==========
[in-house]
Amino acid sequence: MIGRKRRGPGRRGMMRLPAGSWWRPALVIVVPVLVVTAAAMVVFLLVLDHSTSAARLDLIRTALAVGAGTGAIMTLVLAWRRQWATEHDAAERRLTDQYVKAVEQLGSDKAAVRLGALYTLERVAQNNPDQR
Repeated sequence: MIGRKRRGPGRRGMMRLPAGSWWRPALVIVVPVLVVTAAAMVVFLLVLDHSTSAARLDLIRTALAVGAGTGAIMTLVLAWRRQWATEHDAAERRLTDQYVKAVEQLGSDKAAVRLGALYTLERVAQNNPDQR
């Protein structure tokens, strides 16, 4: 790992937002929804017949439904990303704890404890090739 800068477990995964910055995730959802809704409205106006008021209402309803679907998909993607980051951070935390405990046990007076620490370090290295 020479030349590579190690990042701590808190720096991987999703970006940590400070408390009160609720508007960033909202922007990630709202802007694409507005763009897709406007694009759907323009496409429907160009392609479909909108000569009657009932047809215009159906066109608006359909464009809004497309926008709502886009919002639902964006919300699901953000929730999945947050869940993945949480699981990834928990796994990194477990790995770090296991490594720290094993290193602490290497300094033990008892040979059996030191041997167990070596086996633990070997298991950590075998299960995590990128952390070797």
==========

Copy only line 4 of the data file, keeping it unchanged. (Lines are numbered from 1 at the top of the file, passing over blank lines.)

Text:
């Protein structure tokens, strides 16, 4: 790992937002929804017949439904990303704890404890090739 800068477990995964910055995730959802809704409205106006008021209402309803679907998909993607980051951070935390405990046990007076620490370090290295 020479030349590579190690990042701590808190720096991987999703970006940590400070408390009160609720508007960033909202922007990630709202802007694409507005763009897709406007694009759907323009496409429907160009392609479909909108000569009657009932047809215009159906066109608006359909464009809004497309926008709502886009919002639902964006919300699901953000929730999945947050869940993945949480699981990834928990796994990194477990790995770090296991490594720290094993290193602490290497300094033990008892040979059996030191041997167990070596086996633990070997298991950590075998299960995590990128952390070797």